Nuts: cracked!

  • by Paul Parish
  • Monday December 21, 2015
Share this Post:
San Francisco Ballet in Helgi Tomasson's <i>Nutcracker</i>. Photo: Erik Tomasson
San Francisco Ballet in Helgi Tomasson's Nutcracker. Photo: Erik Tomasson

San Francisco Ballet's Nutcracker opened last week and shows astonishing staying power. After 70 years, in its fifth production, it's still a muscular blockbuster holiday extravaganza. The show is whip-smart, with "How'd they do that?" effects scaled at many levels, so the colossal moments in the phantasmagoric dream sequence have been prepared for in that mysterious way great theater requires. Every moment has its necessary life in bringing the whole thing to you.

Twenty years ago this paper's great dance critic Keith White felt that, writing for a gay audience, he had to ignore the story and setting and get straight to assessing the dancers. Times have changed. It's no longer necessary to apologize for Magic Realism, or to tiptoe around the family drama Nutcracker is rooted in. Now that the very idea of gay marriage has become thinkable and gay families are taking their place in the middle class, the bourgeois family circle fails to stand in the way of letting this ballet deploy its strengths. The Stahlbaums clearly have a gay uncle who's godfather to their daughter, and they're fine with that. Gay icon Tchaikovsky's perennially absorbing music can sweep you up into a fantasy that's truly wizardly, but still physicalized in a way that's as remote as possible from virtual reality. Everything that's old-fashioned about it looks different now. The bricks-and-mortar aspect becomes a solid strength, and the old opera-house magic tricks can put the whammy on you. Those are real bodies up on that stage, and when a person materializes in a space that was thin air just a moment ago (done with trap doors and hydraulic lifts), the effect is visceral. That body has weight and force, and can't be made to float or disappear through CGI or quick cutting. The dancers' confidence as their assignments become more dangerous " any child can tell how hard this must be " blows your mind with adrenaline rushes.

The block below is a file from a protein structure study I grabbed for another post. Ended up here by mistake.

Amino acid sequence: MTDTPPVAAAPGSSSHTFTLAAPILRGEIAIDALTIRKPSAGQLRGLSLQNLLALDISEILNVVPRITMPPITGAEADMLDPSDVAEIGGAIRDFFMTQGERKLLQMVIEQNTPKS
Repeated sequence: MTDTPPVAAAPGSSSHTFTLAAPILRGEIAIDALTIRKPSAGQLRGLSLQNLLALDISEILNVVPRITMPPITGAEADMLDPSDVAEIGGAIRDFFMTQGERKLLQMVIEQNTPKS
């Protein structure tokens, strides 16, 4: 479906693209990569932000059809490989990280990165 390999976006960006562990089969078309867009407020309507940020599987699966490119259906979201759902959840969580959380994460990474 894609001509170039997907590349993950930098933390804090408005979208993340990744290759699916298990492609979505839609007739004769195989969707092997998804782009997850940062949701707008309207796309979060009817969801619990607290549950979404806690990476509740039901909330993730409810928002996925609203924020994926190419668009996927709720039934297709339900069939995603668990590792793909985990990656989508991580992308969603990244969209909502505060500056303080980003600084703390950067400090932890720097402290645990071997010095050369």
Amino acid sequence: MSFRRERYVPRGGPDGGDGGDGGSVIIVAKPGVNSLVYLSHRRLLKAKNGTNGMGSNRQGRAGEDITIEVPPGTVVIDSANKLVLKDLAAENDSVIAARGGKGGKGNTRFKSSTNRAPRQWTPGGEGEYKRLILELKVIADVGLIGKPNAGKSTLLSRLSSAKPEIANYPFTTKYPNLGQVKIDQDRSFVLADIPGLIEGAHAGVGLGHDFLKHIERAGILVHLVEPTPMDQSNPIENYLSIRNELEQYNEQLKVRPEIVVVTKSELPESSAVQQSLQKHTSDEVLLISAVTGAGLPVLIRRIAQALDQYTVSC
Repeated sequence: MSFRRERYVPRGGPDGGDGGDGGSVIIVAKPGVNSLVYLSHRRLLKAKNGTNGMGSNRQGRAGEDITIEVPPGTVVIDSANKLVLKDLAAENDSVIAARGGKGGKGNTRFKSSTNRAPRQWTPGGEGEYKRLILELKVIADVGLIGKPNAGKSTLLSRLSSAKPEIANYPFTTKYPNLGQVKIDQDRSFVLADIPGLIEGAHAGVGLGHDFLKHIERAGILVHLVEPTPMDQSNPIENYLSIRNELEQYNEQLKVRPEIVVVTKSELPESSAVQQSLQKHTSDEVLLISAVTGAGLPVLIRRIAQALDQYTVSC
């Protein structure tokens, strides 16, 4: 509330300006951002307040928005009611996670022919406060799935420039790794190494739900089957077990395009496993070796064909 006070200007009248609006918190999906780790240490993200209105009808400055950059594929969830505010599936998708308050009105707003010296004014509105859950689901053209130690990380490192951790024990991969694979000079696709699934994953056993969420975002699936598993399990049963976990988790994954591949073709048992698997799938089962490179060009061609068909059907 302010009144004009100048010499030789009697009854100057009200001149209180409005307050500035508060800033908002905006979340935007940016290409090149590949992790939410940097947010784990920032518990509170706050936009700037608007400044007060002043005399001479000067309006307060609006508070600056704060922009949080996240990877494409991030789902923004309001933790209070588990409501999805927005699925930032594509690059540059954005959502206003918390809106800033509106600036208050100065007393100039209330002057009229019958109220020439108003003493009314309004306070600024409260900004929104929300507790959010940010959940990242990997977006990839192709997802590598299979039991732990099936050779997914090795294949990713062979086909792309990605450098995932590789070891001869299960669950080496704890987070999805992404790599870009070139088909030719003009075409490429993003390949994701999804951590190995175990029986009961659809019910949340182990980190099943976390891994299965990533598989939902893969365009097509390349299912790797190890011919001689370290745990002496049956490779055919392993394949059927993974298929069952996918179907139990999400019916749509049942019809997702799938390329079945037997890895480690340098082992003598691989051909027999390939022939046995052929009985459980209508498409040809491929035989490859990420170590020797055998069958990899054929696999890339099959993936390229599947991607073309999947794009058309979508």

Production elements are world-class. Tchaikovsky's gorgeous music, played lusciously by the ballet orchestra under Martin West's capable direction, is drenched in homesickness. Helgi Tomasson has assembled a crack team of experts who have designed sets, costumes, and lighting that fit the music and place the action believably in the San Francisco of 100 years ago, when the city was rebuilding after the earthquake. The Edwardian living room has a huge Christmas tree with electric lights and a sweeping staircase stage left, put to fantastic effect when, after all is said and done, the after-party nightmare with its unexpectedly happy ending, the stairs rematerialize and the girl can run upstairs into her mother's arms. It was all a dream.